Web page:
How to Build a Fire in a Wood Stove

Written by Jesse

Topics: Skills

Building a fire in a wood heater or wood stove is not the same as building a fire in a fireplace or a camp fire. If you know how to do those things, great, that will help you. But, the layout is different for the wood heater or stove. In a wood heater or stove you start by creating a casita or “little house” with two logs. The casita forms a triangle with the tip at the top and looks like a rooftop. Then crumple and place newspaper in the opening twin the two pieces of wood. Make sure the air vent is full open and the chimney is full open (if there is a way to restrict it). Then light the paper, close the door and hope the logs ignite. Here is what it looks like:

Wood Stove with fire wood

Wood Stove Casita

And here is what it looks like ignited:

Fire Burning in Wood Stove (heater)

Fire in Wood Stove



  1. Obviously you want your wood as dry as possible. If your wood is damp, once you get a fire going you can dry more wood by placing it next to the stove.
  2. Don’t over pack the newspaper area. I use two full sheets that I tear in half and then crumple.
  3. Once the fire is going, close the air intake down to half or lower. Full open and a lot of your heat is getting sucked outside. I close the intake down to about 1-2 finger width and its fine.


  1. In a wood heater, leave about 1/4 inch of ash in the bottom to act like sand and stabilize the wood in place.
  2. I like to crack the door about 1/8th inch when I am trying to get the
    fire going. This creates a violent cross draft in the firebox that acts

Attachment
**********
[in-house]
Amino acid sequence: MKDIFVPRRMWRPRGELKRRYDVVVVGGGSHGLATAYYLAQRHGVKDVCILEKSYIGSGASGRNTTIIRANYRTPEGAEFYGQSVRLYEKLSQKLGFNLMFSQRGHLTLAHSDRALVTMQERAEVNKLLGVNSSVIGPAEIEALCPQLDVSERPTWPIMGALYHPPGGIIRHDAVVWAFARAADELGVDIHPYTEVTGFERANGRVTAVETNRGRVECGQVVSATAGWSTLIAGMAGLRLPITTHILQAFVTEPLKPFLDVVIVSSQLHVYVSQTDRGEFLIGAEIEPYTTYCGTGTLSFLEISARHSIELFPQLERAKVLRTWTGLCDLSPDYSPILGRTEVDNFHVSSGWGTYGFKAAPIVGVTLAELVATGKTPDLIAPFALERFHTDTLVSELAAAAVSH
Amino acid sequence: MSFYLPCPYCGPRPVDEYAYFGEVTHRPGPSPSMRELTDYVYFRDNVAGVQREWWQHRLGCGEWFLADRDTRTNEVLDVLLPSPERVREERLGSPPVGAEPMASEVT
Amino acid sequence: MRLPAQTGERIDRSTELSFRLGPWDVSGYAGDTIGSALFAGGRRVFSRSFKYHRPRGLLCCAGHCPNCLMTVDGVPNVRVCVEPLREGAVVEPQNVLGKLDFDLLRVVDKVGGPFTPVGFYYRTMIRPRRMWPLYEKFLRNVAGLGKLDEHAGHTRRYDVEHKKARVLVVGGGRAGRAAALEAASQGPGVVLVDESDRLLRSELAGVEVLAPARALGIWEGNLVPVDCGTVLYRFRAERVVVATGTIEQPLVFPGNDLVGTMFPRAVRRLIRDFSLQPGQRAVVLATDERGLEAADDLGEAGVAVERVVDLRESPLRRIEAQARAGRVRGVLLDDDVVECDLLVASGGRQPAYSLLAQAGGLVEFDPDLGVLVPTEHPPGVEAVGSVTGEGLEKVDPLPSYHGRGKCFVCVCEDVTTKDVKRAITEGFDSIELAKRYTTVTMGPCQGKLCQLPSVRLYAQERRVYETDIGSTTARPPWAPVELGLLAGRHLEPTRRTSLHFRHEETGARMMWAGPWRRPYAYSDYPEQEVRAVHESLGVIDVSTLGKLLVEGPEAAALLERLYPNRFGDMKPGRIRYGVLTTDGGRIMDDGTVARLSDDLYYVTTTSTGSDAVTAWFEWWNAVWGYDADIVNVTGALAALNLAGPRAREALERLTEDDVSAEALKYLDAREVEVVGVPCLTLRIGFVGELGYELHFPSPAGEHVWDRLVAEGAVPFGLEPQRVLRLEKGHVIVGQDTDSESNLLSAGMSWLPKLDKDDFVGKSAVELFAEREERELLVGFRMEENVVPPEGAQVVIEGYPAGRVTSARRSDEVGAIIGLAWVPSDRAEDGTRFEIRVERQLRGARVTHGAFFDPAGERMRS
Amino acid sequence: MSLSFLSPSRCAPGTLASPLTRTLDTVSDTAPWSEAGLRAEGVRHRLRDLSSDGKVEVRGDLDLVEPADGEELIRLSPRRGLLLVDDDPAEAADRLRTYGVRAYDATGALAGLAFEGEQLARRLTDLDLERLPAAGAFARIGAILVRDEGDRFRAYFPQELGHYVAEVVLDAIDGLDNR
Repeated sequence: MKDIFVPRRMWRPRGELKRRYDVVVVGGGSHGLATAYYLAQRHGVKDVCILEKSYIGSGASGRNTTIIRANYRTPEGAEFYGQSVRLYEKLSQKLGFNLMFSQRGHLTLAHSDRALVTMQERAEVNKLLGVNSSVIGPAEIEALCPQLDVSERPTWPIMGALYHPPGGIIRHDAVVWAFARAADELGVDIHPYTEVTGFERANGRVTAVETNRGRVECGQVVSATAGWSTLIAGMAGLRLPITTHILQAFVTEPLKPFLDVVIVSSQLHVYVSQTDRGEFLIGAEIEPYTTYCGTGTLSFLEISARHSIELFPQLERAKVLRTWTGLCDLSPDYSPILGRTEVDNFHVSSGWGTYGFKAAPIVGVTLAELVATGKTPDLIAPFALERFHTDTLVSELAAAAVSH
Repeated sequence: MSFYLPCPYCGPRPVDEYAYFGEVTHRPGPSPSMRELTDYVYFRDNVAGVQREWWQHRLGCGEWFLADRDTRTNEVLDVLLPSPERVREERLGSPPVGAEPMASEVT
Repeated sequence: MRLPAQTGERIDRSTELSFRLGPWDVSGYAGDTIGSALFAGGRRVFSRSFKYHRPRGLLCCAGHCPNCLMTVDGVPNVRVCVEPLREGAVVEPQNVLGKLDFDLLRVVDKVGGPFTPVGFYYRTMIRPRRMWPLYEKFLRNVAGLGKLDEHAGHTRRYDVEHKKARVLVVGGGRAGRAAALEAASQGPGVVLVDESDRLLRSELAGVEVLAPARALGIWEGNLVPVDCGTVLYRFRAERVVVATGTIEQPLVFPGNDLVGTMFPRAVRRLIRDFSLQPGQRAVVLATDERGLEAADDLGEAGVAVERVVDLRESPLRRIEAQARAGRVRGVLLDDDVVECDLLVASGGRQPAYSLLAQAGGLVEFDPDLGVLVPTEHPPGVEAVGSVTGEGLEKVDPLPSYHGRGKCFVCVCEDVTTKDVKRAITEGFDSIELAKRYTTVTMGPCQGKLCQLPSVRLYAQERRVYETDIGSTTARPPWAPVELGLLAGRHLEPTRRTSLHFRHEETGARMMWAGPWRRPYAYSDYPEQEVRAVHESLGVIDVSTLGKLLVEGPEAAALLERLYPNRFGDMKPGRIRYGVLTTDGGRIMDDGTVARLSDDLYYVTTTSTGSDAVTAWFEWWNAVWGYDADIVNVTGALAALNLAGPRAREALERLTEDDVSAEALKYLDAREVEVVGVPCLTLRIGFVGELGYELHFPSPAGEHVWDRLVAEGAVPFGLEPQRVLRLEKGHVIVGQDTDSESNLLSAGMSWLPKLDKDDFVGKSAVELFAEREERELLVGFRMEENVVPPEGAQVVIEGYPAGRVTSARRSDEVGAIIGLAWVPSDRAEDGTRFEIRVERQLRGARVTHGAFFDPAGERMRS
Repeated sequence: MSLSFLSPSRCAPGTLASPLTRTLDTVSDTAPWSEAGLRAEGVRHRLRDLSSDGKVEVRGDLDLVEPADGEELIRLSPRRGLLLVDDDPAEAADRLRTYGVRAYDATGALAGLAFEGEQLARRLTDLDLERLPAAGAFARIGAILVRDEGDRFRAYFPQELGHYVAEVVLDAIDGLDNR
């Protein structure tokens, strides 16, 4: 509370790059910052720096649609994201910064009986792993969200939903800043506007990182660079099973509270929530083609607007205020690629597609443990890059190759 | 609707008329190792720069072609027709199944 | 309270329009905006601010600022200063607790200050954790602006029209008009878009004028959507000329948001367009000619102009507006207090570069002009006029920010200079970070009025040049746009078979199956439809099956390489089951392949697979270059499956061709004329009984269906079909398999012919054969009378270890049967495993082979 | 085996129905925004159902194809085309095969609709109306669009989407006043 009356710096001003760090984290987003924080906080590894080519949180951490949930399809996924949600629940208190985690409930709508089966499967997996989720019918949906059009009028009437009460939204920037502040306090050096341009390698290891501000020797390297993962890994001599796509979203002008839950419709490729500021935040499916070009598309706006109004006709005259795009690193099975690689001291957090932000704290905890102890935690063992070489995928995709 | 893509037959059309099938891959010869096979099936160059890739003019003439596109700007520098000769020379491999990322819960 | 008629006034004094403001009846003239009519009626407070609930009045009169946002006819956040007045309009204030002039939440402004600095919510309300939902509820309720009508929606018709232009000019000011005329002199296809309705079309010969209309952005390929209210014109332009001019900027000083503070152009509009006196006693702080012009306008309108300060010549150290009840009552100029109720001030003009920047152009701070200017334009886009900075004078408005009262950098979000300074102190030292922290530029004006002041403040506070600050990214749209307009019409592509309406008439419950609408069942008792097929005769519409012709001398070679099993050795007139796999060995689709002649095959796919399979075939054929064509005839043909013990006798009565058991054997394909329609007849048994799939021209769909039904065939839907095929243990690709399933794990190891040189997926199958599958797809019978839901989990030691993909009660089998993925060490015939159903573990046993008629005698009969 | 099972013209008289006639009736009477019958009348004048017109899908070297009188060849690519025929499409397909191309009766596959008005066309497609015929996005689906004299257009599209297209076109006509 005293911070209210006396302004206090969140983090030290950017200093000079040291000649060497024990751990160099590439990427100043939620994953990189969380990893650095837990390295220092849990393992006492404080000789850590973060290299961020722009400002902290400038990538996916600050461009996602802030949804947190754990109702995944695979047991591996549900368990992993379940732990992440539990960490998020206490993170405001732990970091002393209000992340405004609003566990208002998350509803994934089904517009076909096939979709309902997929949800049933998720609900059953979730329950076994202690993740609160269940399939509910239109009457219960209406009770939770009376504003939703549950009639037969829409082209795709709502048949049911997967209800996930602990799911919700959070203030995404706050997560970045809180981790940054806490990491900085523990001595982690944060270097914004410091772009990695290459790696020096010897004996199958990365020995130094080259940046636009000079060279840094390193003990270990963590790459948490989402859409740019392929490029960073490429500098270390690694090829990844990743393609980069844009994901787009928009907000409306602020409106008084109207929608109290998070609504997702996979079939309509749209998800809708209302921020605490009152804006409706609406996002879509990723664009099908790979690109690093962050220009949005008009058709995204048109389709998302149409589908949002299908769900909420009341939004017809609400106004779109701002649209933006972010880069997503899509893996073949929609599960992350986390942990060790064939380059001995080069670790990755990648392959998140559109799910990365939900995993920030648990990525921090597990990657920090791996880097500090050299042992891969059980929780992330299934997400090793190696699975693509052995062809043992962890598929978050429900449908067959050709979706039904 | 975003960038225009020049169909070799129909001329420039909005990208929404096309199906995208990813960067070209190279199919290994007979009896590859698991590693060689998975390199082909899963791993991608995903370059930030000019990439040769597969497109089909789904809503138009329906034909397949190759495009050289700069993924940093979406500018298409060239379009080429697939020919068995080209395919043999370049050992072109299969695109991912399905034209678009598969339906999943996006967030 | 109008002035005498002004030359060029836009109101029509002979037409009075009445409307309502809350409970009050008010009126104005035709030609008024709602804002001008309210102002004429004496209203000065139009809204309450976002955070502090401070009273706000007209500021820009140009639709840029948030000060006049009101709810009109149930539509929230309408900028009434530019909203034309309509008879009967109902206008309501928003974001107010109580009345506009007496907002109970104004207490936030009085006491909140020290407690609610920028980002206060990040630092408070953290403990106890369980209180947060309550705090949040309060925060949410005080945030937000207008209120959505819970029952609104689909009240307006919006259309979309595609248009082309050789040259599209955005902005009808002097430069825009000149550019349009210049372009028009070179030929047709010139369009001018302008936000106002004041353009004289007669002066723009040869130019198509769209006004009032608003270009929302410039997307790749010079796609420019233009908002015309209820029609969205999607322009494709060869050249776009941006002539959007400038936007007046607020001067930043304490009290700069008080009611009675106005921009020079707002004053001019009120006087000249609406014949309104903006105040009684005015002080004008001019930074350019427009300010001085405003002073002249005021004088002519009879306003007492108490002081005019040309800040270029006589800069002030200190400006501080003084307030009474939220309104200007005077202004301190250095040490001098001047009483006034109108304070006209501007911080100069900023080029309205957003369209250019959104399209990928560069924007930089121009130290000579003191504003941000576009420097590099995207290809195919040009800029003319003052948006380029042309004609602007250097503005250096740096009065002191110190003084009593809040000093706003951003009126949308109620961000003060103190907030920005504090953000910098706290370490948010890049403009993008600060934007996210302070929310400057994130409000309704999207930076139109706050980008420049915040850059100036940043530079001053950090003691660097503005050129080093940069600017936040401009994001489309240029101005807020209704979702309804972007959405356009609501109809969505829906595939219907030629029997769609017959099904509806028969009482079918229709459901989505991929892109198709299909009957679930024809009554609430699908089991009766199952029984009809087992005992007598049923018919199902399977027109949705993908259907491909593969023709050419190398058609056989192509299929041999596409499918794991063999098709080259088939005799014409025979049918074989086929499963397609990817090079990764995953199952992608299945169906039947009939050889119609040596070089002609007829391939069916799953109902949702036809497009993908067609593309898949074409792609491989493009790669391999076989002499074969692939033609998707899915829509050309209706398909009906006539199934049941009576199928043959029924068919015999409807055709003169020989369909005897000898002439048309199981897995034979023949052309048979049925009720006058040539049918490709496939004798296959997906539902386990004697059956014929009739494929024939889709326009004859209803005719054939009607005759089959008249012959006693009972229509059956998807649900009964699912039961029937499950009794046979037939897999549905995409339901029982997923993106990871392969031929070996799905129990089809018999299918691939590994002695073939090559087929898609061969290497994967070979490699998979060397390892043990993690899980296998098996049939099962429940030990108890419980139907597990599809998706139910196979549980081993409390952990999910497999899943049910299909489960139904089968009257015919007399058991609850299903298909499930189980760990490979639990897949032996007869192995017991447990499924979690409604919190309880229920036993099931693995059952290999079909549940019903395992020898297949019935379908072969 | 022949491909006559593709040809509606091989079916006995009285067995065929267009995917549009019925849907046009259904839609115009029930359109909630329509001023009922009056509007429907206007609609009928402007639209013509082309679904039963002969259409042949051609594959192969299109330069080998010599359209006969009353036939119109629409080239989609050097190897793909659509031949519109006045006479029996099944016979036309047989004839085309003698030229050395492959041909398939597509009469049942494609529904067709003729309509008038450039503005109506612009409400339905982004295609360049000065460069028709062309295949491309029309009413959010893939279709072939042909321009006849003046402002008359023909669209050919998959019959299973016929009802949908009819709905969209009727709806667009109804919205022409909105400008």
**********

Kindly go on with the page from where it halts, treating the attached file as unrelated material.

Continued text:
like a bellows.
  3. Cut 1/2 inch sticks and place one or two on top of the casita to capture the fire. They will ignite and fall down into the paper area after the paper is going and continue to work to ignite the wood.
  4. Mix a small amount of kerosene with old fire ash and sprinkle two tablespoons on top of the paper. This will burn longer and help with the fire. You really should not need this.
  5. Just before bed, put a huge log in the fire, then shut the air intake
    all the way down. In the morning, uncover the coals, open the air intake
    all the way and place a log on the glowing coals. You will soon have
    fire again.
  6. The wood heater is a good place for a kettle for always hot water or to slow cook food in a pot.

Most houses here are not insulated and the weather can get down to below freezing. Without a fire, whatever the temperature is outside, it is inside. I survived most of last winter in a cabin where my only heat and cooking source was a wood fired stove. I even baked cookies and cornbread in the thing. After you have burned yourself about 50 times, you will be a pro and whipping out a fire will be old hat. Enjoy letting your in arsonist play a little. Chao.

2 Comments For This Post I'd Love to Hear Yours!

  1. Megan says:

    This totally sparked the inner pyro in me. :) Excellent tips though. Not too many wood stoves in my past as I’m an apartment dweller in natural-gas land… but I do recall some struggles I had when living in Montana. Would have been very handy to have these tips back then!

    • Jesse says:

      HA, I almost title this something like “How to feed your inner Pyro” – And yes, it is no fun to fight with trying to get your only heat source going when it is 27 F — IN THE HOUSE.

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